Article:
The direction of control in most RL libraries seems inversed

Looking at libraries like Stable Baseline 3 it seems to me that the direction of control is opposite of what ought to be.

As far as I can tell, almost all of the RL examples I see assume something like a well-defined “Environment” style object that is able to evaluate actions and produce rewards as a single unified function (e.g. the step for SB3’s env specifications)

There also seems to be an assumption about training and then deploying (in a “win competition” style of way).

Now, this doesn’t fundamentally limit what one can do with something like SB3, but it makes a “real world” usecase much harder.

Assume for example something like controlling a robot, where the robot’s “actions” might have many stakeholders (remote commands, emergency stops, hardcoded rules that supersede the RL action, hardcoded constraints that modify the action… etc)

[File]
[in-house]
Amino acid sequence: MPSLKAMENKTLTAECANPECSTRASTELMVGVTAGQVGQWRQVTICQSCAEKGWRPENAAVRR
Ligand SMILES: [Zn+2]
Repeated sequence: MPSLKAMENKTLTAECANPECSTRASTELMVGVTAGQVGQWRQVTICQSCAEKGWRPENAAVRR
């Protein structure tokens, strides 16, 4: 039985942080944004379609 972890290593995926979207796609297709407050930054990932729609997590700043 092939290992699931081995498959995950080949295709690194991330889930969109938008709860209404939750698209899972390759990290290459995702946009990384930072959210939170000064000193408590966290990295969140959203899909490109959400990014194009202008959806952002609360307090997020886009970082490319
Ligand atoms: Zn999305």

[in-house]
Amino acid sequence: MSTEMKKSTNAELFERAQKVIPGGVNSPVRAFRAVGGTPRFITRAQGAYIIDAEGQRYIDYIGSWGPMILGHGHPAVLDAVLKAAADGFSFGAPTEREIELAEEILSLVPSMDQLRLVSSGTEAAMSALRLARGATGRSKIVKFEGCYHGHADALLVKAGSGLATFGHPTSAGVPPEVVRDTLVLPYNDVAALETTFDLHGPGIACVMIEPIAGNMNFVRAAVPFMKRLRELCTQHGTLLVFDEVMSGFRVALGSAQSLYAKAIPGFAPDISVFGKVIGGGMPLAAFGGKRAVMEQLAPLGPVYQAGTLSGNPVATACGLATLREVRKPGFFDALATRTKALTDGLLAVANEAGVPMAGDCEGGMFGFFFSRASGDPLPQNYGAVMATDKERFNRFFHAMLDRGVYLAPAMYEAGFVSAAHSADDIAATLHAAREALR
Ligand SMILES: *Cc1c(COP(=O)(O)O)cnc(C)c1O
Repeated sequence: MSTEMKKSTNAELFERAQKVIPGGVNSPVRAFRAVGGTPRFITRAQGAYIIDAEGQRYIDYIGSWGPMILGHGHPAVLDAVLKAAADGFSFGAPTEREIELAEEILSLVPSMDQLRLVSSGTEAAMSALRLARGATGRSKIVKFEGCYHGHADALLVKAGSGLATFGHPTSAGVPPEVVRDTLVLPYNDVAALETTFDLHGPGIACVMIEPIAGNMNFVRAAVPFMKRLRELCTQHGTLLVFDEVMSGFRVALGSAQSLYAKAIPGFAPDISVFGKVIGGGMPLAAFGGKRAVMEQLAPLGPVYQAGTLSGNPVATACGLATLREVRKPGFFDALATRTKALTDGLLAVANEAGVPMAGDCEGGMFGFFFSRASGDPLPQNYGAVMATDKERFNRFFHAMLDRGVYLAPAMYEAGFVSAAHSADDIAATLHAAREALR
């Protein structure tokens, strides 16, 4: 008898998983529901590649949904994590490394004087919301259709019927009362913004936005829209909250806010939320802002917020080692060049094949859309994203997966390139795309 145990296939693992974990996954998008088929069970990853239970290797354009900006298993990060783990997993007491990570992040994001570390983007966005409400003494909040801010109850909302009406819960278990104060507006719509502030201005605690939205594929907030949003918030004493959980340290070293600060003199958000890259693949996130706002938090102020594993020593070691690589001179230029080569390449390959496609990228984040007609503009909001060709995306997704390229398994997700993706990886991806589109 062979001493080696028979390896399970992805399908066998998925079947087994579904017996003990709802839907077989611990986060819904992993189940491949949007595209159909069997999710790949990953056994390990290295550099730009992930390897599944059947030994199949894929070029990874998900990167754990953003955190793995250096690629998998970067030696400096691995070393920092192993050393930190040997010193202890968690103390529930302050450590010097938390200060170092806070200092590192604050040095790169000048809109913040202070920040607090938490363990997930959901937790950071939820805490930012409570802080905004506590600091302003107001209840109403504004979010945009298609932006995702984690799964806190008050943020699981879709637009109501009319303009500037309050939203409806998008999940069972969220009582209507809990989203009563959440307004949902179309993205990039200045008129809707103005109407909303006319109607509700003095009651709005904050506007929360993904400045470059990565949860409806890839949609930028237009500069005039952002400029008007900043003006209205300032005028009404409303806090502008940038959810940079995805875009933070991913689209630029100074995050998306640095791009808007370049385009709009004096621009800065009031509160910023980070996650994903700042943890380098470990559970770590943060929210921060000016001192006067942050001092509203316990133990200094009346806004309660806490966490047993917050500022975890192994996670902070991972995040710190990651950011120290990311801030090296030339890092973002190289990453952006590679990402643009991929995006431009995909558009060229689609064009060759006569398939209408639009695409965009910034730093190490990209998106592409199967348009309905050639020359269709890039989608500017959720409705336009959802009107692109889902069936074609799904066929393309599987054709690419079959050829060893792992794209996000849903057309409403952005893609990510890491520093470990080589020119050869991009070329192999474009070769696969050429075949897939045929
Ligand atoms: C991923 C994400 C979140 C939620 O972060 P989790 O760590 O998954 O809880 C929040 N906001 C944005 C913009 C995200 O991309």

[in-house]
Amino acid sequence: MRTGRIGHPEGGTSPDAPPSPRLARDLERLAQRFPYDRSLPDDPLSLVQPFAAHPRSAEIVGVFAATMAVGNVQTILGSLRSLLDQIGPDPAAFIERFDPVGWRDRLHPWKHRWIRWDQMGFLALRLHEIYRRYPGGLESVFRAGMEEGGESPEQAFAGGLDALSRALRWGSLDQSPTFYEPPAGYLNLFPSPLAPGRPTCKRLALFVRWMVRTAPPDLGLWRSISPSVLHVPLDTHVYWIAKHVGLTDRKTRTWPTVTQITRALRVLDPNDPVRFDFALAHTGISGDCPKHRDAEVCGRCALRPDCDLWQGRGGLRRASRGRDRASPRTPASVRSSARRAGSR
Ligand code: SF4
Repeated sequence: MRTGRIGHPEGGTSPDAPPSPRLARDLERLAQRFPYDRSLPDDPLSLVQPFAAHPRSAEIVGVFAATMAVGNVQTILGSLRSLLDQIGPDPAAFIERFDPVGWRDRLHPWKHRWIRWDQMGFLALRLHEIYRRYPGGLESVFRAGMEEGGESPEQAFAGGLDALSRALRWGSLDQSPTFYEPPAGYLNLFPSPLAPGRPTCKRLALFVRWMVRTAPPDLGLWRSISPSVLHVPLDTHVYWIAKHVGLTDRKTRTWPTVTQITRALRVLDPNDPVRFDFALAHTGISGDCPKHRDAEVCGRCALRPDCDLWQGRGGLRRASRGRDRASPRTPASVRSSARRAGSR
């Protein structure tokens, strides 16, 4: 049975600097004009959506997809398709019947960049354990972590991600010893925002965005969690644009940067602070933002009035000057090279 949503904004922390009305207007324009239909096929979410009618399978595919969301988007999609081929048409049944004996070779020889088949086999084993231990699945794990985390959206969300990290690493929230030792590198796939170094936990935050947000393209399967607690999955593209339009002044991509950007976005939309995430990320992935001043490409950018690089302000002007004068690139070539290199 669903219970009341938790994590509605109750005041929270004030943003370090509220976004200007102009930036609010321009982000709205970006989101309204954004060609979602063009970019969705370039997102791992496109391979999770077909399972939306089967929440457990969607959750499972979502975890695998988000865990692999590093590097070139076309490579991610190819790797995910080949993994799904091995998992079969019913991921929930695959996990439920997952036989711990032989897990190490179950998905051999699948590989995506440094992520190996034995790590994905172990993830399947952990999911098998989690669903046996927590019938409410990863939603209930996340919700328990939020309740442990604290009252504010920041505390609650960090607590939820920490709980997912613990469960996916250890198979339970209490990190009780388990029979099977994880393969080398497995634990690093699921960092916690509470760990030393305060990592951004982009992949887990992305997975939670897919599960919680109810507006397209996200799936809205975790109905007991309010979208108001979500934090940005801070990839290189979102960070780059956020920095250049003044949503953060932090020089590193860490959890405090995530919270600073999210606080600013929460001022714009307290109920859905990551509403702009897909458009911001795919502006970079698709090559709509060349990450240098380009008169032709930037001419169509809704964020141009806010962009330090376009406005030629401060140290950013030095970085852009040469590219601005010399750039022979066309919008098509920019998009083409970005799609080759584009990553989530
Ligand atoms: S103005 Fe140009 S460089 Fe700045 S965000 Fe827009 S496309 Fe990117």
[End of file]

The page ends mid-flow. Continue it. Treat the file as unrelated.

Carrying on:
In this kinda of environment (any real-world application) it’d make sense for an RL environment to be a “service” style entity, as opposed to the highest-level orchestrator — i.e. something that exposes methods like recommend_action(inputs) (or predict(inputs)) and reward(reward, [prev_inputs, prev_outputs]) (or step or train … the name is not that relevant)

I am 95% sure that “I don’t get it” and for some reason, the kind of interfaces that are common now are either better or necessary, but if someone could help alleviate my confusion about these design choices I’d probably understand a bit more about the RL library ecosystem and the constraints under which it evolved.

submitted by /u/elcric_krej
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